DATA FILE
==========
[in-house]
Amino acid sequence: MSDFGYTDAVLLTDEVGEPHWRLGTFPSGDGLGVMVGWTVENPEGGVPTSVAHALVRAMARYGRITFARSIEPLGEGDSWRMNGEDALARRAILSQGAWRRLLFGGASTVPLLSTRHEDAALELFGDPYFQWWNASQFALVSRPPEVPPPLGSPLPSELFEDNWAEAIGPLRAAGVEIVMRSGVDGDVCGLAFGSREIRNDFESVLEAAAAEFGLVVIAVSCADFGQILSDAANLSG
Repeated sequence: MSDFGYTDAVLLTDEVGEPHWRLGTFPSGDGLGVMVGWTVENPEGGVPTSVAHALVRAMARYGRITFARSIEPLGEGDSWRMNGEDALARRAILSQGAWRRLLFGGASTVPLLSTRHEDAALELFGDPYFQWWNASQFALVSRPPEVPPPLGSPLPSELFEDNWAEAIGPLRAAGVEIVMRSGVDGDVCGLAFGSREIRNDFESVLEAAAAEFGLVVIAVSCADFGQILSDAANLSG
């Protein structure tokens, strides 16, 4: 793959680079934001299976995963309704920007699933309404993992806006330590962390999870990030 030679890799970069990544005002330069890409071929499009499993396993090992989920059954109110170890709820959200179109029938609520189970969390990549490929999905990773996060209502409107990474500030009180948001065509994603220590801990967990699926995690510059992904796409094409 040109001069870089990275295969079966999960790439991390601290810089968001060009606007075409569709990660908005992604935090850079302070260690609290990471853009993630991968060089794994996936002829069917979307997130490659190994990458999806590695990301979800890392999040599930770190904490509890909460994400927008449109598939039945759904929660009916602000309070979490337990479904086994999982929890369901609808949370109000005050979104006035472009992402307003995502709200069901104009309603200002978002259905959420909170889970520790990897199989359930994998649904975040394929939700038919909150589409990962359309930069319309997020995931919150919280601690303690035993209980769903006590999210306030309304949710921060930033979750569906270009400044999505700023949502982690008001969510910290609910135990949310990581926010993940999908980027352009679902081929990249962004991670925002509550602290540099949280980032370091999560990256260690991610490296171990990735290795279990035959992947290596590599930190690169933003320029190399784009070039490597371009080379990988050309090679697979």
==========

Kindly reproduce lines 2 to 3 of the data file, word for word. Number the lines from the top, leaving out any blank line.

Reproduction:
Amino acid sequence: MSDFGYTDAVLLTDEVGEPHWRLGTFPSGDGLGVMVGWTVENPEGGVPTSVAHALVRAMARYGRITFARSIEPLGEGDSWRMNGEDALARRAILSQGAWRRLLFGGASTVPLLSTRHEDAALELFGDPYFQWWNASQFALVSRPPEVPPPLGSPLPSELFEDNWAEAIGPLRAAGVEIVMRSGVDGDVCGLAFGSREIRNDFESVLEAAAAEFGLVVIAVSCADFGQILSDAANLSG
Repeated sequence: MSDFGYTDAVLLTDEVGEPHWRLGTFPSGDGLGVMVGWTVENPEGGVPTSVAHALVRAMARYGRITFARSIEPLGEGDSWRMNGEDALARRAILSQGAWRRLLFGGASTVPLLSTRHEDAALELFGDPYFQWWNASQFALVSRPPEVPPPLGSPLPSELFEDNWAEAIGPLRAAGVEIVMRSGVDGDVCGLAFGSREIRNDFESVLEAAAAEFGLVVIAVSCADFGQILSDAANLSG